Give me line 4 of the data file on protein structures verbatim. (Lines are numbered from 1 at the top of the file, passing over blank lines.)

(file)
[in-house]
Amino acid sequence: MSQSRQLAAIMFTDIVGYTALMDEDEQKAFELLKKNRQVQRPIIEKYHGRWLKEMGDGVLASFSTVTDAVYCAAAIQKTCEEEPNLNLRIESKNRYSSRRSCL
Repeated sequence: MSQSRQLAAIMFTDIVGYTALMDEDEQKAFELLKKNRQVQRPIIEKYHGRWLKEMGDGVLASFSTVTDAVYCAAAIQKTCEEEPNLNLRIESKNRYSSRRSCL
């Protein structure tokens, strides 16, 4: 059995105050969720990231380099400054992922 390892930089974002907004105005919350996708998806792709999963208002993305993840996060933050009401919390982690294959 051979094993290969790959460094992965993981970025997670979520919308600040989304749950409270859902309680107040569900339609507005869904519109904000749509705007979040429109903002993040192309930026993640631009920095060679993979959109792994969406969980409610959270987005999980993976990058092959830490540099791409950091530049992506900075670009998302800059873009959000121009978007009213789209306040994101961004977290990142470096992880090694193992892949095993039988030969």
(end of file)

């Protein structure tokens, strides 16, 4: 059995105050969720990231380099400054992922 390892930089974002907004105005919350996708998806792709999963208002993305993840996060933050009401919390982690294959 051979094993290969790959460094992965993981970025997670979520919308600040989304749950409270859902309680107040569900339609507005869904519109904000749509705007979040429109903002993040192309930026993640631009920095060679993979959109792994969406969980409610959270987005999980993976990058092959830490540099791409950091530049992506900075670009998302800059873009959000121009978007009213789209306040994101961004977290990142470096992880090694193992892949095993039988030969």